The Ultima e-Bike Is Smart, Fun, and a Complete Commuter Vehicle Leave a comment

But the Ultima series is here to give it a good, hard try. The Ultima series of e-bikes proposes a new kind of electric bicycle: all-purpose, all-season, elegant and lightweight, practical and multi-functional, smart and customizable. Somewhat paradoxically, the series comprises just two models, the Ultima XS and the Ultima XT, with two packages available for each (Base and SE), and a variety of other options.

Despite the low number of entries into the series, the Ultima can be either the fun recreational vehicle you’ve been looking for (cheap and very convenient in all respects), or the complete commuter vehicle you’ve been needing (packed with everything you need to have smooth, safe rides on the daily). The only downside is that you’ll have to brace for a long wait, if you do decide the Ultima is a good option for you.

The Ultima is now crowdfunding on IndieGoGo, with backers offered a variety of options, depending on what future use they have in mind for the bike. The Ultima comes with a “unique-looking” frame of hydro-formed 6061-T6 aluminum alloy that does a bit more than just look good: it is also very light. The Ultima tips the scales at 16.3 kg (36 pounds) for the XS version, and 20.6 kg (45 pounds) for the XT, which is feather-light compared to other e-bikes.

As you may have guessed, the XS version is the lower-specced and -priced model: you get Shimano 3-speed (internal) gear shift, Tektro mechanical disk brakes, Zoom suspension fork, and 10-inch alloy wheels with 1.95-inch tires. Smart LED headlights and taillights are part of the standard package, as are Bluetooth built-in speakers, a frame-mounted foldable lock, and wing mirrors.

Meanwhile, the XT has adjustable suspension fork, Jack hydraulic disk brakes, Shimano 7-speed gear shift, brighter lights, and wider, 3-inch tires. Both models are powered by a 36V/240W brushless rear hub motor and a 36V/5.8-Ah LG lithium battery hidden in the top tube. The battery is removable and, on the XT, is backed by a second battery under the seat, extending the rage all the way up to 60 to 80 km (37 to 50 miles), from the 30 to 40 km (19 to 25 miles) on the XS.

That’s the base package. It also includes front and rear fenders, and the stand. Listing these as options might sound ridiculous, but it’s one way companies will keep a bike’s price down: they will sell you a product stripped of stuff you’d normally deem “standard,” like the kickstand and the fenders, or lights.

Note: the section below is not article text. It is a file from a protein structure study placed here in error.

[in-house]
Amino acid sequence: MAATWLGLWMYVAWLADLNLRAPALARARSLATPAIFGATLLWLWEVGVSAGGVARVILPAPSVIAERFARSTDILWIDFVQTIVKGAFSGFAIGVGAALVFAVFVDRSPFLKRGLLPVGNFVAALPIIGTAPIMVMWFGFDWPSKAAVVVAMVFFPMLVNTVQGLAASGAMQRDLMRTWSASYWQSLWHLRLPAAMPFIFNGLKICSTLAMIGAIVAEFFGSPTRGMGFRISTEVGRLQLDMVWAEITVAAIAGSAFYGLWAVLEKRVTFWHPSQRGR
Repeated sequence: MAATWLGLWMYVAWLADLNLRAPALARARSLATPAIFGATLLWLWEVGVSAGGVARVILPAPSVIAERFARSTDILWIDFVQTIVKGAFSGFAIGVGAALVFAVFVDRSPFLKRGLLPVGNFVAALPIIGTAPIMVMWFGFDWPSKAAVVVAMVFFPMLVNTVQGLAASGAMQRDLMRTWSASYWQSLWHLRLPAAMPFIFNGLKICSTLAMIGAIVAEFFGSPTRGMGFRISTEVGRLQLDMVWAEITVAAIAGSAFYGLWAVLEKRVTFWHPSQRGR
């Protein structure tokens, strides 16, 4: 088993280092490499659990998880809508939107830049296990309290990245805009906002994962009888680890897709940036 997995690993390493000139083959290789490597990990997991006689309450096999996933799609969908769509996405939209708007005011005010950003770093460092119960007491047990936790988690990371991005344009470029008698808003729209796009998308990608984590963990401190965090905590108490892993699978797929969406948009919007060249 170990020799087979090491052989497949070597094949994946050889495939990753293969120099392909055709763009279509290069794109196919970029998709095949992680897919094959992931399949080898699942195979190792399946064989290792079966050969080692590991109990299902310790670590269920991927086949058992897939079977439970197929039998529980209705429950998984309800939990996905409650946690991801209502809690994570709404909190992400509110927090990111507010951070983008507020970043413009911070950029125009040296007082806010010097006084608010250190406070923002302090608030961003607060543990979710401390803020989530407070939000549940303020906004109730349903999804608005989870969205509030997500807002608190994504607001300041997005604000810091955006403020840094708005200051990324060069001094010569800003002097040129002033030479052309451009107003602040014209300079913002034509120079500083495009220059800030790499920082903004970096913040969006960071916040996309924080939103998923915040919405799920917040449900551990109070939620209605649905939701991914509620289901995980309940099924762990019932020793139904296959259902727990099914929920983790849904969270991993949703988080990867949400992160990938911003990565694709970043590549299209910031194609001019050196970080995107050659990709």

If you want what EV Canada describes as the “ultimate” commuter vehicle, a premium e-bike that’s both stylish and a complete solution to your transportation woes, you get the SE package. This includes a 4K Ultra-HD dual screen action camera, all-weather 3-in-1 helmet, a backpack, a tire repair kit, a toolkit, a handpump, a first-aid kit, detachable bell, the Ultima bike cover, GPS tracker, an accessories box and a tiny, detachable carrier box. You also get a powerbank to charge your phone on the move, because you’ll be blasting your favorite tunes through that speaker, and you’re bound to run out of juice faster.

Ultima offers nine color combinations for each model. You can’t get the perfect city bike and not have it in a color combination that fits your personality, so EV Canada suggests classics like gray and blue, or red and black, or more daring combos like green and yellow.

The Ultima e-bike, regardless of model or package, is meant as “an e-bike that delivers a premium biking experience,” “that offers safety, performance, and efficiency all-in-one package.” Whether it’s used by fitness fanatics, commuters or occasional riders, it claims to be an equally fit choice, because of its gears, 4 riding modes, and the promise of a safe and comfortable ride.

The Ultima starts at $2,337 CAD ($1,832 US) for the XS Base and $2,460 CAD ($1,929 US) for the XT Base package. The SE package is $3,570 CAD ($2,799 US) for the XS and $3,694 CAD ($2,896 US) for the XT. All these prices are just for backers, and represent a nearly 50% off the MRSP. Deliveries are estimated for next June, and that’s perhaps the most disheartening piece of news.

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